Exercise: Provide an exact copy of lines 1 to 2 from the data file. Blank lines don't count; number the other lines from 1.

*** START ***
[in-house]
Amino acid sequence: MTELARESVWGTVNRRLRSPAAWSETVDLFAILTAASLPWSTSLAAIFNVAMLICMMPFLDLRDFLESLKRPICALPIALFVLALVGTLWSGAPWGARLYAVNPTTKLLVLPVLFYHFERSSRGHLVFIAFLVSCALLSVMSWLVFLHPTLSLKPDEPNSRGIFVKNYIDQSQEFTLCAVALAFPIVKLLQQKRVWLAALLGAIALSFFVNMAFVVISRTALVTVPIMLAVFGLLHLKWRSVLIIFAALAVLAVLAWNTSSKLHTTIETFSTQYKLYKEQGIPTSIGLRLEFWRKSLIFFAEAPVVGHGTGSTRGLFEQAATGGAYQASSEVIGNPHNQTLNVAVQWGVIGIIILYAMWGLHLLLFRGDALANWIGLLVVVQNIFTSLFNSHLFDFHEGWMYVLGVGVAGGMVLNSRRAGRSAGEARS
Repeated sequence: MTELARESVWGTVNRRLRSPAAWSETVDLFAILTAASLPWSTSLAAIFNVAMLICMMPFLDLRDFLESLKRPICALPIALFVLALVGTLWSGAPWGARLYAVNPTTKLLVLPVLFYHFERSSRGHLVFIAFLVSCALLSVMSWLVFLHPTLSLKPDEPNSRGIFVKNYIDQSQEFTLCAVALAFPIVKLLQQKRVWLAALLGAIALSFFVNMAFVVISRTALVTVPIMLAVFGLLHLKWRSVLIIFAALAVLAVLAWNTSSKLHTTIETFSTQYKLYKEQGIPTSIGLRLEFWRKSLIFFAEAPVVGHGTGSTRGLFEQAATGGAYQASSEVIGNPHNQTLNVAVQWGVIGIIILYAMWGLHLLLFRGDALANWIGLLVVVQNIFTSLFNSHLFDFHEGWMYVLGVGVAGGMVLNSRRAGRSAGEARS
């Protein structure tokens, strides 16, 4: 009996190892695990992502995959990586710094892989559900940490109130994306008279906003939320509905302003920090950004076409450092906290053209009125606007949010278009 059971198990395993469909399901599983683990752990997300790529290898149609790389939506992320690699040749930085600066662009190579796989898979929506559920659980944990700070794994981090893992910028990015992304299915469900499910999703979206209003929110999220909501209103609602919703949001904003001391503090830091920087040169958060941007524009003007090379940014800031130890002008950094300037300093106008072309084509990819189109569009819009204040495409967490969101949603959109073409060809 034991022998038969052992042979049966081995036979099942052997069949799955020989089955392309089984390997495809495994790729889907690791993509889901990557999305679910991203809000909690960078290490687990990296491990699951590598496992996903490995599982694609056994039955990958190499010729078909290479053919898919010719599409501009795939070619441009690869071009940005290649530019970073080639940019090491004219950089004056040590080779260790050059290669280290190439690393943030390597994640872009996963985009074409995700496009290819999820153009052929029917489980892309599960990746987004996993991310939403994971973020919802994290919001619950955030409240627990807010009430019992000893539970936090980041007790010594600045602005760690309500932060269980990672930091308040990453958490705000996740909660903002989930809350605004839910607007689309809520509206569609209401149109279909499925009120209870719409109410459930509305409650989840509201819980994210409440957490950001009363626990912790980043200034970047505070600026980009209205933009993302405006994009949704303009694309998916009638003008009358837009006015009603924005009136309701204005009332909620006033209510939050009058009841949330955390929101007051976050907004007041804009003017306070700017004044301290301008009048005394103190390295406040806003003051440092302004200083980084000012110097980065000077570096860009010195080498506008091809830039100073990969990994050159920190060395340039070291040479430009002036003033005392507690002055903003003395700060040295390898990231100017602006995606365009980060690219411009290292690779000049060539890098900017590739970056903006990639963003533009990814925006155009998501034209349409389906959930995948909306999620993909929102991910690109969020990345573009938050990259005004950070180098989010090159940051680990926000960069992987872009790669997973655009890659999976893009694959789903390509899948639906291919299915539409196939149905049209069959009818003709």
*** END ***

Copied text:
[in-house]
Amino acid sequence: MTELARESVWGTVNRRLRSPAAWSETVDLFAILTAASLPWSTSLAAIFNVAMLICMMPFLDLRDFLESLKRPICALPIALFVLALVGTLWSGAPWGARLYAVNPTTKLLVLPVLFYHFERSSRGHLVFIAFLVSCALLSVMSWLVFLHPTLSLKPDEPNSRGIFVKNYIDQSQEFTLCAVALAFPIVKLLQQKRVWLAALLGAIALSFFVNMAFVVISRTALVTVPIMLAVFGLLHLKWRSVLIIFAALAVLAVLAWNTSSKLHTTIETFSTQYKLYKEQGIPTSIGLRLEFWRKSLIFFAEAPVVGHGTGSTRGLFEQAATGGAYQASSEVIGNPHNQTLNVAVQWGVIGIIILYAMWGLHLLLFRGDALANWIGLLVVVQNIFTSLFNSHLFDFHEGWMYVLGVGVAGGMVLNSRRAGRSAGEARS